derstand why the Cherokee peop'e
nre opposing tho treaty. Assist-
ant Secretary Ryan informed mo
that the Interior department real-
izing that it would not bo ratified
wtre g ing ahead with their ar-
rangements (n enforco tho Curtis
"Chief Iliillinjjlon's proposition
to appoint it new treaty commission
when the council meets amounts to
nothing. Tho last appropriation
bill carried with it a clause that ho
could not act without the consent
of tho president and secretary of
the interior and they will not give
AGAINST BOB KERN
Chief Mufflngton Protests Against
Ills Appearance as Attorney
Chief Buflington has filed a
formal protest with tho Dawob
commission against allowing At
torney Roh't. II Kern to practice
before that body in the enrollment
of freedmen. Tho protest was
formerly mado Friday of lost week
And tho result will not bo known
till the commission takes tho mat-
tor up at Fort Qibson
Trial of tho caio of Cob Welch
against Win. Muyoi and ten other.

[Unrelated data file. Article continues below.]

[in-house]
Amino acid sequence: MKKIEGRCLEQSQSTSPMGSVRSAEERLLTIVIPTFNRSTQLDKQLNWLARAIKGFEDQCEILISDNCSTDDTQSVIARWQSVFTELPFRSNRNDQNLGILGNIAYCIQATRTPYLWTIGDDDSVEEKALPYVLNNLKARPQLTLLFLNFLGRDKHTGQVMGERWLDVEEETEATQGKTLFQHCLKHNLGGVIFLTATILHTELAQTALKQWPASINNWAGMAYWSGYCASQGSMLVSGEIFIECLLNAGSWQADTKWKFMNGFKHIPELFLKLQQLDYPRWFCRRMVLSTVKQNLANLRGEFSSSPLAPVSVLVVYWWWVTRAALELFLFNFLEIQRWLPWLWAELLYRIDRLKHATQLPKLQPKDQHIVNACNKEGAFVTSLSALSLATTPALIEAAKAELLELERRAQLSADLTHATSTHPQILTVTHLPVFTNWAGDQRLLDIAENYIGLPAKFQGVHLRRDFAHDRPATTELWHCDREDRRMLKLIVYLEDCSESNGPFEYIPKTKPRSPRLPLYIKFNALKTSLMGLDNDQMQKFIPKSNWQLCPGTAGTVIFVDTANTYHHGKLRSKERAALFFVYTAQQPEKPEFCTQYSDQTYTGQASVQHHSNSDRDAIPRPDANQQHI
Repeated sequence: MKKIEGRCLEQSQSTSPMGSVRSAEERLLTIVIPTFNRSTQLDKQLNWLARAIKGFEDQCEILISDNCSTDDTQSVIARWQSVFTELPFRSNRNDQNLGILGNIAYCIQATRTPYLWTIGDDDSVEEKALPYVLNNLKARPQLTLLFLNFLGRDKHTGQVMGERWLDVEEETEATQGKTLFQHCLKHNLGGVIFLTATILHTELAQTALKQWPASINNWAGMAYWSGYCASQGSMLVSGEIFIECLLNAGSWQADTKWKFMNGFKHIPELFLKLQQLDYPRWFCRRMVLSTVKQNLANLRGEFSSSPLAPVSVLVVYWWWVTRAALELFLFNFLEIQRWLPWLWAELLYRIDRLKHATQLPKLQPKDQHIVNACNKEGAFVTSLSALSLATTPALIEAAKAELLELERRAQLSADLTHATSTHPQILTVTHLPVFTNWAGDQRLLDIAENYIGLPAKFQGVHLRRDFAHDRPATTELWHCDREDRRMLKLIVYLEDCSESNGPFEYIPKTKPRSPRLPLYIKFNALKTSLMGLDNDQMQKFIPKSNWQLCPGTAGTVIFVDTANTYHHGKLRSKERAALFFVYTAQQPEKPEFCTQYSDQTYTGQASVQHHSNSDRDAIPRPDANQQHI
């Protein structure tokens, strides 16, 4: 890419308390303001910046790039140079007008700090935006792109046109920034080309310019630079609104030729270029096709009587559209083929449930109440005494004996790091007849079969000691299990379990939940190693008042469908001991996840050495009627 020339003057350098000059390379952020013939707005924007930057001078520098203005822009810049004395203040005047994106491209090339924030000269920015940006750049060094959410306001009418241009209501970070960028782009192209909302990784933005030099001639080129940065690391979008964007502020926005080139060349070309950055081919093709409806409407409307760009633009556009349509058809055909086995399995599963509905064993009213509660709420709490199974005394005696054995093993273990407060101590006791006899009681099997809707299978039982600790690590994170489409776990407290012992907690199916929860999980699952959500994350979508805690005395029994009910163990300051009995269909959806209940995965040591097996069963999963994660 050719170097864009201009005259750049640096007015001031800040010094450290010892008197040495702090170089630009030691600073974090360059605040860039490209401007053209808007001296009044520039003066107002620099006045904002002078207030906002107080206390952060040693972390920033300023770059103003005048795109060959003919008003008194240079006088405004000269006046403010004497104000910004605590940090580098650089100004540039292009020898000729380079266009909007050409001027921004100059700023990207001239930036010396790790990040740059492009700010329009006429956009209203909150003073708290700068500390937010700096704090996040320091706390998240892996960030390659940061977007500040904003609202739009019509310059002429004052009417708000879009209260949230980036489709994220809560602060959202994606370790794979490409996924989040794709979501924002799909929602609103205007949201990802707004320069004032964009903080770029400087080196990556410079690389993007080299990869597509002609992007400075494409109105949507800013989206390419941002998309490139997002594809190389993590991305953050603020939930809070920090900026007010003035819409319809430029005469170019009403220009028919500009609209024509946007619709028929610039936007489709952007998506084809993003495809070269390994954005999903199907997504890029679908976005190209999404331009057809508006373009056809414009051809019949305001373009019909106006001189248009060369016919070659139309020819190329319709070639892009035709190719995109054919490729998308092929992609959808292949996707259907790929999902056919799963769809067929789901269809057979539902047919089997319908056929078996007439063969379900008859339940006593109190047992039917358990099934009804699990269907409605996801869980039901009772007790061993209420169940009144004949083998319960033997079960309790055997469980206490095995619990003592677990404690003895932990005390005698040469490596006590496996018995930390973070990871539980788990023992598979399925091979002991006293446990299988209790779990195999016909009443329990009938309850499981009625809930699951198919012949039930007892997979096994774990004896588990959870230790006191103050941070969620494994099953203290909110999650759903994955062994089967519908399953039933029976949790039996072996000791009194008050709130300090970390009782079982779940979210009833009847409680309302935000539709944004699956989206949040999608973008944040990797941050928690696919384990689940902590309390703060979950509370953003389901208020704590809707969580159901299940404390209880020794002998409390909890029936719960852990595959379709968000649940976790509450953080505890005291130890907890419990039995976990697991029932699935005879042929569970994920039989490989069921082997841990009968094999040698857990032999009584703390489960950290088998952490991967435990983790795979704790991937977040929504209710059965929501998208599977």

Involving tho payment of bonus mon-
ey for tho building of tho drove rail-
road hu9 been postponed.
firs. Kuhl'a Address.
Mm ICuhl of Chlcnro. national
organizer of the W. C. T. U. spoko
at tliu Methodist church at 4 o'clock
In the afternoon Sunday and again lit
night; the latter tcrvlco was a union
service all the churches In town
unlt'itf in giving her a packed house
Mrs. Kuhlspuko with groat spiritual
power. She bin a clear musical
voice and talks with u heart full ot
tho pathos of a mother's lue. Tho
exceedingly Inrgj audience was de-
lighted with her. She Is to visit ull
tho principal towns In the territory.
The liberal collection donated was
prcbcntod to the speaker.
O. L. Malsell Returns.
Mr. U. L. Halscll returned Sun-
day frcm a successful business trip
lo Texas and states that from his ob-
servation wherever he has been Unit
buslnou Is exceptionally good. Ho
Imil Icirncl ho mid with much sat-
isfaction that tho health of lilsbioili-
or W. K. Halscll who Is now at
Woodward Ok. Ty. was k really Im-
proved and llmi he would icluru lo
Vinita shortly. Dr. Port! cr who bus